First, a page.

Knesset Speaker Edelstein Inaugurates Artwork In Commemoration of Gush Katif

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Knesset Speaker Yuli Edelstein Presenting Artwork Commemorating Jewish Gaza Communities Knesset Speaker Yuli Edelstein (center-left) presents an artwork by artist Aharon Shevo, that commemorates the Jewish communities of Gaza as well as four communities in Samaria that were evacuated in 2005. Photo Credit: Knesset Spokesperson's Office

 

Knesset Speaker Edelstein Inaugurates Artwork In Commemoration of Gush Katif  -Evacuated Communities in 2005

Written by Jonathan Benedek/TPS on February 01, 2016

Jerusalem (TPS) – Speaker of the Knesset Yuli Edelstein inaugurated a miniature bronze piece of artwork by artist Aharon Shevo earlier today, commemorating the Jewish communities of Gush Katif in the Gaza Strip and in northern Samaria evacuated in 2005. The artwork is a broken bronze Star of David with a palm tree filling the broken void, symbolizing the ability to grow from destruction.

“The Knesset made the difficult decision of evacuating Gush Katif,” said Knesset Speaker Yuli Edelstein. “The purpose of the artwork is to commemorate the evacuation as well as to remember the decision.”

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The 21 Jewish communities of Gush Katif and four communities in northern Samaria were evacuated as part of the Disengagement Plan proposed by former Prime Minister Ariel Sharon to former US President George W. Bush.

The Disengagement Plan was a unilateral proposal by Sharon intended to fall in line with the principles outlined in the Road Map plan introduced by President Bush in 2002, which envisioned the creation of a Palestinian state side-by-side with Israel. Approximately 9,000 Jews were evacuated as a result of the Disengagement Plan.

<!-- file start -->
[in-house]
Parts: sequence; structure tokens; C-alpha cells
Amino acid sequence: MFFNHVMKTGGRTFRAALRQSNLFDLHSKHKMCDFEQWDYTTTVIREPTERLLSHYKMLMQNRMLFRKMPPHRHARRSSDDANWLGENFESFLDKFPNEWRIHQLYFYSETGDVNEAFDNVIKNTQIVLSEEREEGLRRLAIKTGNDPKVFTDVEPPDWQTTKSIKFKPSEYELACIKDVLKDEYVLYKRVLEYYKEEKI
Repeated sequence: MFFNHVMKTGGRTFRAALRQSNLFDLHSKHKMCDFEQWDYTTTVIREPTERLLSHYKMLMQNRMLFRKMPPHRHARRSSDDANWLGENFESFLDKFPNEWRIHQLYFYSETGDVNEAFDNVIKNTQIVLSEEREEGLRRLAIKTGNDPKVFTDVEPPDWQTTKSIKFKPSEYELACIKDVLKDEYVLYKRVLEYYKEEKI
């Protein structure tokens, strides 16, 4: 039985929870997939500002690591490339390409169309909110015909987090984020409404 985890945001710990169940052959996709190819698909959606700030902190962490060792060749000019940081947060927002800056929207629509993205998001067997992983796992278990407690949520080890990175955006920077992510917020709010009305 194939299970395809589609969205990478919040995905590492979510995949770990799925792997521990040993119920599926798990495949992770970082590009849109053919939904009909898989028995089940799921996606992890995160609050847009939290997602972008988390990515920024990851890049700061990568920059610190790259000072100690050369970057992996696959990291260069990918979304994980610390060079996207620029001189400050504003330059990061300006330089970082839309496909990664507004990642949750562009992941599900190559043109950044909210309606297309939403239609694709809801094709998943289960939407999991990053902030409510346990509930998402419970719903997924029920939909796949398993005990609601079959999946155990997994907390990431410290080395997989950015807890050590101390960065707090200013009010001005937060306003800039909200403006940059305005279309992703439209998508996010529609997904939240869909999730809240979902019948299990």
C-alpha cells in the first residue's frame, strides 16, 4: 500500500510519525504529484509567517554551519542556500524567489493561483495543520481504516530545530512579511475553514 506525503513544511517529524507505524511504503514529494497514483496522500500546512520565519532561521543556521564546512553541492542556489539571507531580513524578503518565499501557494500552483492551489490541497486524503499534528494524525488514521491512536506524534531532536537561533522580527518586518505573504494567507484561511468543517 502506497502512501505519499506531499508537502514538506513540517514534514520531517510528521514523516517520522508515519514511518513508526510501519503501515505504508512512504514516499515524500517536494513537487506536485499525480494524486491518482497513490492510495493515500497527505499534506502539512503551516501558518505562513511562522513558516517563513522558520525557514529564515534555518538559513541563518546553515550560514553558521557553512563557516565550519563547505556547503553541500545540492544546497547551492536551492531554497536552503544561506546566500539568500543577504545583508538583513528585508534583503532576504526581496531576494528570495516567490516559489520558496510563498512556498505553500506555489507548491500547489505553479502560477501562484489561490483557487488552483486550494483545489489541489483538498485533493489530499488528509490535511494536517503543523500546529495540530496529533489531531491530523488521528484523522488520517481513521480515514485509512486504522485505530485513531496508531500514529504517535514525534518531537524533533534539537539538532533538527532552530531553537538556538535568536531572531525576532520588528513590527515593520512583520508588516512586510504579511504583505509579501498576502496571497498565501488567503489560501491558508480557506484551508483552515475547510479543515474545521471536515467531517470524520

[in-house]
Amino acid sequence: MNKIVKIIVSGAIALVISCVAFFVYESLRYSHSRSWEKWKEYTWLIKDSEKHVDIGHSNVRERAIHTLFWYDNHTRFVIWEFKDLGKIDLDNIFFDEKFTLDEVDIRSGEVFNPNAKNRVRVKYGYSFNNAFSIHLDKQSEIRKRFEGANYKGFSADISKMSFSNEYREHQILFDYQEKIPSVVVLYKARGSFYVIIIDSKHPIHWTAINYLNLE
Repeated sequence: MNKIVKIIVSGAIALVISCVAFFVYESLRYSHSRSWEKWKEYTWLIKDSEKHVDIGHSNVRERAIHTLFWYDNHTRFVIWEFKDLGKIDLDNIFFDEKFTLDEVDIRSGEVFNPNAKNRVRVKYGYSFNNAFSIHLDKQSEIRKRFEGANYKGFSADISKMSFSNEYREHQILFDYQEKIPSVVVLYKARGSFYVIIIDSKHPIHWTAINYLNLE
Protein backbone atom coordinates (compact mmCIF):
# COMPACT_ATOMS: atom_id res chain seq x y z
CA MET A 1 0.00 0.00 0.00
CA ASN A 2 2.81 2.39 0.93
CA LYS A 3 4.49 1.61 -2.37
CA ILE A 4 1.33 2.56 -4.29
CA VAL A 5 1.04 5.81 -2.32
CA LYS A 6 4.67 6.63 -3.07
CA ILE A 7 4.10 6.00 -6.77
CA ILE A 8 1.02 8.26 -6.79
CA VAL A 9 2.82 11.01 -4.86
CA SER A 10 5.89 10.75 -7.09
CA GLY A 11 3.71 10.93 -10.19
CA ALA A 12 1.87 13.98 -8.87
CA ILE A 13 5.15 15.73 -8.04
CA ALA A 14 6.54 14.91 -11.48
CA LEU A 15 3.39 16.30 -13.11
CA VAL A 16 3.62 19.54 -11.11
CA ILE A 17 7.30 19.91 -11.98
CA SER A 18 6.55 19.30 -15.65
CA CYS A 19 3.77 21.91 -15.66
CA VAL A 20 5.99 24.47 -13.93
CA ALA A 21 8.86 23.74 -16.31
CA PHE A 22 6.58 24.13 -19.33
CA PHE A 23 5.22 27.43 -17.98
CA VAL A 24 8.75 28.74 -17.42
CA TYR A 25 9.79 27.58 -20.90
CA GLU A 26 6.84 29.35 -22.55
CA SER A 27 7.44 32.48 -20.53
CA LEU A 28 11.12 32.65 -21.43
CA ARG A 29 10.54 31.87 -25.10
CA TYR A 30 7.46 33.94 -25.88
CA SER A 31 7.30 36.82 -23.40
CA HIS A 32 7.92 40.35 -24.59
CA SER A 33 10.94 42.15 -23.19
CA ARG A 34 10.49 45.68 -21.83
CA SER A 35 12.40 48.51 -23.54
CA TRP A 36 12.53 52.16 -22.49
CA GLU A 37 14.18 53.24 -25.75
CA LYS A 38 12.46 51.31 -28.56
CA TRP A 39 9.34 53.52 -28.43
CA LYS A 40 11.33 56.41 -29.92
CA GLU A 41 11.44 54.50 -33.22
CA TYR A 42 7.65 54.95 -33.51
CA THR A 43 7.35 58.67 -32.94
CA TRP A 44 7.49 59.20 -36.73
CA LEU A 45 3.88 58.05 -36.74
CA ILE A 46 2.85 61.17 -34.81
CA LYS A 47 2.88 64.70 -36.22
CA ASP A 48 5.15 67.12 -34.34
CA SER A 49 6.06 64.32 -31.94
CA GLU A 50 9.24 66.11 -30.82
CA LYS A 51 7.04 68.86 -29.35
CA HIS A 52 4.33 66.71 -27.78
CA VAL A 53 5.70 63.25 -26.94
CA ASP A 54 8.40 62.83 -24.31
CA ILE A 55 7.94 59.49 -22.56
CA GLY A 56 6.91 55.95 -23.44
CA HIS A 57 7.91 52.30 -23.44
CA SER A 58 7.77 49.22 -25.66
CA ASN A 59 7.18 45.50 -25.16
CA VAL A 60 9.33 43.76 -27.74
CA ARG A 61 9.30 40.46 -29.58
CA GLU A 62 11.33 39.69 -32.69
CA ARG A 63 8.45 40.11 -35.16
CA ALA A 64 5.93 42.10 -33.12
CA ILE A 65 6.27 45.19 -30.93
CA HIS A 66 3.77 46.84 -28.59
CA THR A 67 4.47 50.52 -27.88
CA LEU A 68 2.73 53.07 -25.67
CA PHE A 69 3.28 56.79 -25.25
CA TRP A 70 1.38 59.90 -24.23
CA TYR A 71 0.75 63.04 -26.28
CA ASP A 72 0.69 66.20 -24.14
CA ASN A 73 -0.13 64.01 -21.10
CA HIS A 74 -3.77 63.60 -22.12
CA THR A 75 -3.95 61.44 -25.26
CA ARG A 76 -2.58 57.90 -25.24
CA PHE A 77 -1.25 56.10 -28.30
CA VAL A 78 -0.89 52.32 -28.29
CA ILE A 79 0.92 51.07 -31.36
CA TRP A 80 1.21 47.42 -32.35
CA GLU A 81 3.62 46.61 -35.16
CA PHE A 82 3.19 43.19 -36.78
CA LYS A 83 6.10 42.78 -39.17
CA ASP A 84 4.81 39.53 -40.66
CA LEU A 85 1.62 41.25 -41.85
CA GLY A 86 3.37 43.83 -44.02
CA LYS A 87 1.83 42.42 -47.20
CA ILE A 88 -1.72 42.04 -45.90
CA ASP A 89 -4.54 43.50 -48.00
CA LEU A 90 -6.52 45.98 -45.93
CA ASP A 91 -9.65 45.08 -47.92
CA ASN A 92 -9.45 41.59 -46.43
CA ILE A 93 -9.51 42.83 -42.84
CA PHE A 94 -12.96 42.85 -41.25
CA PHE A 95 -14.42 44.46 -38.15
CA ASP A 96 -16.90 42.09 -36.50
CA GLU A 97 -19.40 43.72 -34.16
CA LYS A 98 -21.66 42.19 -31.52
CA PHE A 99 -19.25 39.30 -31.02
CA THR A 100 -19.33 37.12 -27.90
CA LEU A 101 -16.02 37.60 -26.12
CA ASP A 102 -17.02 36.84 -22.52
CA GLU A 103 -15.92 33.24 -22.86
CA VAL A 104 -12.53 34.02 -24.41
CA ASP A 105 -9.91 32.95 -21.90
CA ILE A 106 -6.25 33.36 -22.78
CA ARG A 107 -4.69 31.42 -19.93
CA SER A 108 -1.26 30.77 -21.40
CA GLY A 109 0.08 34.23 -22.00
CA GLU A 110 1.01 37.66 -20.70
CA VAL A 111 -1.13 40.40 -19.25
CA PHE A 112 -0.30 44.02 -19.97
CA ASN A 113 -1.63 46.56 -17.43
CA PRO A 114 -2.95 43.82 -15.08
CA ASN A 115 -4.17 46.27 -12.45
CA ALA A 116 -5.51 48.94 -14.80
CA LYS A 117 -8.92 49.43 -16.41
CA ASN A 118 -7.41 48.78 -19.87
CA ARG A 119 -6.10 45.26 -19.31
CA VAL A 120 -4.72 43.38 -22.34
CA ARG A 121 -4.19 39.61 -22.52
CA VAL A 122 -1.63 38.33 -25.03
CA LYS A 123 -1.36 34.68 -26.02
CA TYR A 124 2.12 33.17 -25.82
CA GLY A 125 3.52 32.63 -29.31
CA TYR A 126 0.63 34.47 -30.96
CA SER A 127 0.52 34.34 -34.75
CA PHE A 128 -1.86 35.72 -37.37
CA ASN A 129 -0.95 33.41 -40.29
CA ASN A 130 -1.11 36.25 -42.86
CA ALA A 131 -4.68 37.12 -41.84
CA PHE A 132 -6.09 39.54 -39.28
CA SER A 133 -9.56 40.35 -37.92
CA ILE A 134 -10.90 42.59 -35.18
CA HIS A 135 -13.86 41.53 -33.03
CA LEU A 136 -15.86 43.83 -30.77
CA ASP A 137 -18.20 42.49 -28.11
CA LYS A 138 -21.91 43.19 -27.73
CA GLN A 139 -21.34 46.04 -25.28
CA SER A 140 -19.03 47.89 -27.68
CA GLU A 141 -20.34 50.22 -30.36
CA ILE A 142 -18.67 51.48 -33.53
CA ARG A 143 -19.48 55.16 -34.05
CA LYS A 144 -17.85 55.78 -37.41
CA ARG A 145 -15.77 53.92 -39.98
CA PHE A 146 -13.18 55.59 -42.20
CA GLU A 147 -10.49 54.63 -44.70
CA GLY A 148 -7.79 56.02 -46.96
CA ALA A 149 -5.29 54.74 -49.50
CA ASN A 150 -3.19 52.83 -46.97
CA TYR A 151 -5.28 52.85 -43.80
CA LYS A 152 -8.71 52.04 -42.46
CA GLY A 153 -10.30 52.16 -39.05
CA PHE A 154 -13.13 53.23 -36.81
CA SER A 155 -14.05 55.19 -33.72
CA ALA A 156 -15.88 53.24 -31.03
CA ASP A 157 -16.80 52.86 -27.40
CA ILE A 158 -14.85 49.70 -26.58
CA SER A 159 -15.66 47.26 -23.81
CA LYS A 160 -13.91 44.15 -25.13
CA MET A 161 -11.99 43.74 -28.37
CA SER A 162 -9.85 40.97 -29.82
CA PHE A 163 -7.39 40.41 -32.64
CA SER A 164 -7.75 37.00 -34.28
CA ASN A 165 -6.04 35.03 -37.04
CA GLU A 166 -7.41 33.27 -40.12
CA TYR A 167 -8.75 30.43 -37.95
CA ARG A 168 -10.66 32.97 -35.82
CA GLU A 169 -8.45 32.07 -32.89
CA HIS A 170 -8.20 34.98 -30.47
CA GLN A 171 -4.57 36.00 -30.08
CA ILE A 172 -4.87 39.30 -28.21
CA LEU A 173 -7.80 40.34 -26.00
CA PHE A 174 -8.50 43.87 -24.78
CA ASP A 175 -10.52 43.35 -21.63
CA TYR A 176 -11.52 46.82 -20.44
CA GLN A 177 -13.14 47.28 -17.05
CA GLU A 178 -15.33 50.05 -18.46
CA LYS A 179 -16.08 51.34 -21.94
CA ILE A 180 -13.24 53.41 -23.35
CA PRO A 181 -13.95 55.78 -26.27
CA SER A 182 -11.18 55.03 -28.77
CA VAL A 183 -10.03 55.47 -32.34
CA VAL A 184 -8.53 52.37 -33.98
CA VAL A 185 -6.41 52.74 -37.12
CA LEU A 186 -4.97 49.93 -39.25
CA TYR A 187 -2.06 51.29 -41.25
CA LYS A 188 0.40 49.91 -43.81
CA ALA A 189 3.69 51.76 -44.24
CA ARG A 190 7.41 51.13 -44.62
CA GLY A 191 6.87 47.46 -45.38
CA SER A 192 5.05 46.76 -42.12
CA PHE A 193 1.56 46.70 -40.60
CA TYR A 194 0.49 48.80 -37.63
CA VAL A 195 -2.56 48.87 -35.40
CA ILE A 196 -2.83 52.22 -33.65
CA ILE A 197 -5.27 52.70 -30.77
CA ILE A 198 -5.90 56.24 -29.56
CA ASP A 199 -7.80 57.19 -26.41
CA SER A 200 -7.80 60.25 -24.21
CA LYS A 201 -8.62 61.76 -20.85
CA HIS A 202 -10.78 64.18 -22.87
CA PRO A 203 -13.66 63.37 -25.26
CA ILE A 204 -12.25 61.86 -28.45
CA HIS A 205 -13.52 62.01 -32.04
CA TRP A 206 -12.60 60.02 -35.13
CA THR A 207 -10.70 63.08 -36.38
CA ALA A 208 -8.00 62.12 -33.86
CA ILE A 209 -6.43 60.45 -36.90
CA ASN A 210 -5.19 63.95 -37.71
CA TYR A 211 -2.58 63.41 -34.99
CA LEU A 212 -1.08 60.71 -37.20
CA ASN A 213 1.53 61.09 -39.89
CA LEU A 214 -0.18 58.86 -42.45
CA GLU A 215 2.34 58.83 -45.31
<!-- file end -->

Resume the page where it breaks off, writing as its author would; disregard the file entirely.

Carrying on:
“It is fitting that the Knesset, which made the decision on the matter, will remember and remind its visitors of the communities of Gush Katif and northern Samaria,” remarked Speaker Edelstein at the ceremony.

The Disengagement Plan not only led to the evacuation of thousands of Israelis from their homes but separated many of the residents, such as those who worked in the farming and agricultural sector, from their businesses and livelihoods as well.

“The Knesset must also remind the visitors of the settlement that used to be there along with the farms and the residents that used to live there,” added Speaker Edelstein.

Speaker Edelstein also expressed his desire for the artwork to permanently remain in the Knesset. “My hope is that this artwork will spark the interest of the visitors to the Knesset,” Speaker Edelstein emphasized. “I had no political motive for placing the artwork in the Knesset.”

“As long as I am speaker, the Knesset will be its official residence,” Speaker Edelstein continued. “I hope that future Knesset speakers will understand that they will have to make decisions here that are important and sometimes difficult.”

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